But there is usually a consensus opinion among MMA fans and the MMA media about who the top heavyweight is. For years, the top heavyweight was Fedor Emelianenko, which meant that the No. 1 heavyweight resided outside the UFC. The combination of Fedor's loss to Fabricio Werdum and Cain Velasquez's victory over Brock Lesnar, however, solidified Velasquez, in the eyes of most observers, as the No. 1 heavyweight.
None of the fighters participating in Strikeforce's eight-man heavyweight tournament will get the opportunity to wrest control of the mythical heavyweight crown away from Velasquez inside the cage. But the tournament will give the winner a lot of ammunition for an argument that he is, in fact, the best. And the tournament gives Strikeforce its best chance of making a legitimate case that its champion -- and not the UFC's -- is the best heavyweight.
A big reason for that is the injury suffered by Velasquez in his fight with Lesnar, which will almost certainly limit the UFC to one heavyweight championship fight this year. UFC President Dana White is fond of saying that in order to be the best, you have to fight high-quality competition three times a year. None of the UFC's top heavyweights will do that in 2011, but if the Strikeforce tournament goes according to plan, its winner will.
Ben Fowlkes: Strikeforce Heavyweight Tourney Is Gutsy, but Is It Smart?
I suppose this is a good place to make clear that I remain skeptical that the Strikeforce tournament will go according to plan. There are so many moving parts that could go wrong: Maybe Fedor will win a fight and then want to renegotiate his contract, as he's done before. Maybe Josh Barnett or Antonio Silva will win a fight and then get suspended over a failed drug test, as they've done before. Maybe a winner of a first-round fight will suffer an injury, as is always a risk in any tournament.
But if I'm wrong (and I sure hope I'm wrong), and if Strikeforce CEO Scott Coker is right when he says confidently that "We'll be done before the end of the year," there will be a lot of momentum for the winner of the tournament to be considered the No. 1 heavyweight in MMA.
The fighter who could have the strongest case when it's all said and done is probably Alistair Overeem. No one doubts that Overeem is enormously talented, but there are some doubts about the quality of MMA competition he's faced. Those doubts could be erased if Overeem were to beat Werdum in the first round of the tournament and then beat Fedor in the second round and, maybe, Barnett in the final. If Overeem got through that murderer's row, I'd have a hard time not declaring him the best heavyweight in the sport.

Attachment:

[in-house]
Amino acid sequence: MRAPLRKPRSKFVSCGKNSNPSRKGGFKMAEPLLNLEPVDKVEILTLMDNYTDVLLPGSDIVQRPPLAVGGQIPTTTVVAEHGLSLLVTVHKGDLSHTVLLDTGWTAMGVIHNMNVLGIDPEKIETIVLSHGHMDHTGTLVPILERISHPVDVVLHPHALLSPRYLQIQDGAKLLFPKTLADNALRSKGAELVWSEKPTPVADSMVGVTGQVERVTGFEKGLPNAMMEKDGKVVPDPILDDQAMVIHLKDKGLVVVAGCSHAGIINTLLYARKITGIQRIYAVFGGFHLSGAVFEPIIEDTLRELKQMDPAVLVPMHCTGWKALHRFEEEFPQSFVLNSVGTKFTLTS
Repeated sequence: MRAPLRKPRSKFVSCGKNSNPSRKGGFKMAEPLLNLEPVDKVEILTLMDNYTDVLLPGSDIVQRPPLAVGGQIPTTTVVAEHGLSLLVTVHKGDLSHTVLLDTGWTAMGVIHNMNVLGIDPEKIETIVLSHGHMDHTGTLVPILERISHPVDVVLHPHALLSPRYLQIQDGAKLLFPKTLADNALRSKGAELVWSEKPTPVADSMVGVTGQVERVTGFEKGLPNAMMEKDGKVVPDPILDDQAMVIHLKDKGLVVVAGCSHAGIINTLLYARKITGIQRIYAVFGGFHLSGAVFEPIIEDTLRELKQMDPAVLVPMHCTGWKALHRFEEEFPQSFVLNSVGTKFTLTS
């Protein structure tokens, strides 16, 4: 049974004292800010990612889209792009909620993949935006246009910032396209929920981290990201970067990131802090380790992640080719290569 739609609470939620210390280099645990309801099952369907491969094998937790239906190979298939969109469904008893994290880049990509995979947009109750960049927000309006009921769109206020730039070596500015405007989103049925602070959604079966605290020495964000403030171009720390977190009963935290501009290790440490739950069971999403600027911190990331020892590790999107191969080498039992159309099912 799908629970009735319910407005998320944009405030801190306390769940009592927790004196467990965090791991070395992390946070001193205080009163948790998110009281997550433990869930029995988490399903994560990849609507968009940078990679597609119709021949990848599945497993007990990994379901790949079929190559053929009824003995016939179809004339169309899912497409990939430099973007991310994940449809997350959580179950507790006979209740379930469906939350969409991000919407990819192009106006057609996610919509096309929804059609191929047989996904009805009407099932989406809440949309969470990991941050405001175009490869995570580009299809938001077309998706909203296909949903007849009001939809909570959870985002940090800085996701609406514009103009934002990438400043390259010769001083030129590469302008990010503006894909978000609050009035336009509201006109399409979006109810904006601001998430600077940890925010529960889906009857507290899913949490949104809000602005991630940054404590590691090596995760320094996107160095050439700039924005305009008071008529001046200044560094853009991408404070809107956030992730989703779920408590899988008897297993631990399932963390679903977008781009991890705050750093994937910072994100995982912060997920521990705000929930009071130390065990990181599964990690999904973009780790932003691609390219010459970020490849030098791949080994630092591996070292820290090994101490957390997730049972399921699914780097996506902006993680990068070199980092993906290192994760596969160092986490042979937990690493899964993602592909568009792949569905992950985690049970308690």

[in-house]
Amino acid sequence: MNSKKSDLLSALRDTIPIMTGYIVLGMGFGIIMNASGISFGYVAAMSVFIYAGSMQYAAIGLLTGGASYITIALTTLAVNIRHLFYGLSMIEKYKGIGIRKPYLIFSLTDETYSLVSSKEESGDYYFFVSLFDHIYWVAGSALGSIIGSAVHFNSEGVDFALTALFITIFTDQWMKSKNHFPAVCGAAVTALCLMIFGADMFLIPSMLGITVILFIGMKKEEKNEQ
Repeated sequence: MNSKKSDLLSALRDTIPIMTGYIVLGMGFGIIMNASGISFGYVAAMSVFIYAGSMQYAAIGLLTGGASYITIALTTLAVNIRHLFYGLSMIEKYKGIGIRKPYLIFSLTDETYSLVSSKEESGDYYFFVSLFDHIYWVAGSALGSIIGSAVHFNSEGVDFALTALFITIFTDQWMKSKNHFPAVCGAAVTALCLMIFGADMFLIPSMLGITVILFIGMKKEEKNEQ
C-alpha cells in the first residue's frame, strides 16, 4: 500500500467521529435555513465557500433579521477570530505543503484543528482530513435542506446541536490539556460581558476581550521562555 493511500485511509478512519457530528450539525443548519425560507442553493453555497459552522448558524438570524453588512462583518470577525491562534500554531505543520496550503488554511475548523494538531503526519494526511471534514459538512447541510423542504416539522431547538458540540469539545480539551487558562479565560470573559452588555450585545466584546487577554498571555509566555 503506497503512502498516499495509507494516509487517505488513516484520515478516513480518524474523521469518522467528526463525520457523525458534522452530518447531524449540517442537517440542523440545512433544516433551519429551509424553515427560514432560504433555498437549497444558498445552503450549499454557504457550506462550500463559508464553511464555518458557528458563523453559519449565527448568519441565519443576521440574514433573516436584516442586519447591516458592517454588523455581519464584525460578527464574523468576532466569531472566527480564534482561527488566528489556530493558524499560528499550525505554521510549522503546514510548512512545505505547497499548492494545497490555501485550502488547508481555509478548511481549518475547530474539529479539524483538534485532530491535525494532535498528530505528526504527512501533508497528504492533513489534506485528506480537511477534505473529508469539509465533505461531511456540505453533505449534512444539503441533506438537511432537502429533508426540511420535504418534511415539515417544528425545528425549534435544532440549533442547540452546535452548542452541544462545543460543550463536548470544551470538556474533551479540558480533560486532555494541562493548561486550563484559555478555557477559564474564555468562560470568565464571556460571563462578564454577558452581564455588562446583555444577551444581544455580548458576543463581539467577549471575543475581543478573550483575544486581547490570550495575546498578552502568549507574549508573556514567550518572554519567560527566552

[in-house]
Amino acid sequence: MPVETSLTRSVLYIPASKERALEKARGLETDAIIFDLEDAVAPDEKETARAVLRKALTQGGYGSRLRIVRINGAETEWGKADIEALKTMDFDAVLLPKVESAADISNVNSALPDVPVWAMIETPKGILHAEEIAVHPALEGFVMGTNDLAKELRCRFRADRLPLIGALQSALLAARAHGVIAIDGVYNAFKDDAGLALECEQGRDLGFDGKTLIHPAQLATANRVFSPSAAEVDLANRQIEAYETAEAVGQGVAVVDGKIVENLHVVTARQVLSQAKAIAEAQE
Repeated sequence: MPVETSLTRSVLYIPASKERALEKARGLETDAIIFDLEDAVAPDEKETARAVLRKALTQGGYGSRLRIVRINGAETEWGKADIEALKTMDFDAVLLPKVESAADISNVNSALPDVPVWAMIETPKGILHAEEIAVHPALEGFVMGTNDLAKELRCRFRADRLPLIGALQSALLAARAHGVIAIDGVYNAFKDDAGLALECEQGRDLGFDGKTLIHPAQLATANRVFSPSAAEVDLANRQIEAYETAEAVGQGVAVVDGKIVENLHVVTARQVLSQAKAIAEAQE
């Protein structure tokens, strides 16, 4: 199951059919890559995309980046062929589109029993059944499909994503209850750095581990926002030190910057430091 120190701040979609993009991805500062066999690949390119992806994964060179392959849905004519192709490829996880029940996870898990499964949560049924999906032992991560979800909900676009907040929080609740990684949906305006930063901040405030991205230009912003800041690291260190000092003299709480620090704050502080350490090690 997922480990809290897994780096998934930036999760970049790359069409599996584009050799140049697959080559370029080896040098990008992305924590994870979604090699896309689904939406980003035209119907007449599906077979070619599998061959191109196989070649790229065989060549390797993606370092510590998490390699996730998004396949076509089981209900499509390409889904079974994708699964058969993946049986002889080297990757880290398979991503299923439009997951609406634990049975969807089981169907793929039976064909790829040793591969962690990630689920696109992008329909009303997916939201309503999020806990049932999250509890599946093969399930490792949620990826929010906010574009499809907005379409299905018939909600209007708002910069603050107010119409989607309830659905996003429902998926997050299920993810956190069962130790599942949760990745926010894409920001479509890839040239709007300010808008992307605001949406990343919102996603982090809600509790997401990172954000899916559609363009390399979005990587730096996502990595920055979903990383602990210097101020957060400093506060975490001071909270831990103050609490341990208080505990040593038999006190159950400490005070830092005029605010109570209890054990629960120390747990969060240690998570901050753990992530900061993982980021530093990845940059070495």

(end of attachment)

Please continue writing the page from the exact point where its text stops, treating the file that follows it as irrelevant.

I'd also have a hard time not declaring Fedor the best heavyweight in the sport if he were to beat Silva in the first round, then either avenge his loss to Werdum or beat Overeem in the semifinal, and then win the final as well. Fedor has been the No. 1 heavyweight in the world for most of the last decade, and if he were to win three fights against top competition in one calendar year, it would be difficult to deny him that title again.
Werdum is a trickier case because of the way he left the UFC, after suffering a first-round knockout loss to Junior dos Santos. For some MMA observers, that loss will keep Werdum below dos Santos on the MMA rankings. But if Werdum were to win this tournament, he'd be on a six-fight winning streak with victories over Mike Kyle, Silva, Fedor and Overeem, and then maybe Fedor again and Barnett. That would be about as impressive a six-fight run as any heavyweight has ever had.
And then there's Barnett. MMA fans have grown disgusted with Barnett because of his repeated positive steroid tests, including the one in 2009 that derailed his scheduled fight with Fedor. But let's not forget that if Barnett had fought Fedor and beaten him, he would have been universally acclaimed as the No. 1 heavyweight in MMA. If Barnett beats Brett Rogers, then beats either Andrei Arlovski or Sergei Kharitonov, and then beats Fedor, and if he produces a clean urine sample before and after each of those fights, he'll have as strong a case that he's No. 1 in 2011 as he would have had in 2009.
Strikeforce's heavyweights are getting together for a tournament at a good time for them to compare themselves to the top heavyweights in the UFC. With Velasquez, Shane Carwin and Antonio Rodrigo Nogueira injured, Lesnar and Roy Nelson having uncertain futures and dos Santos and Frank Mir on the sidelines for a surprisingly long time, the top of the UFC's heavyweight division is stagnating just as the Strikeforce heavyweight division is surging.
If that surge continues, and if for the next 10 months we get a bunch of great heavyweight fights, the Strikeforce heavyweight champion will have a legitimate claim to being the best in the world.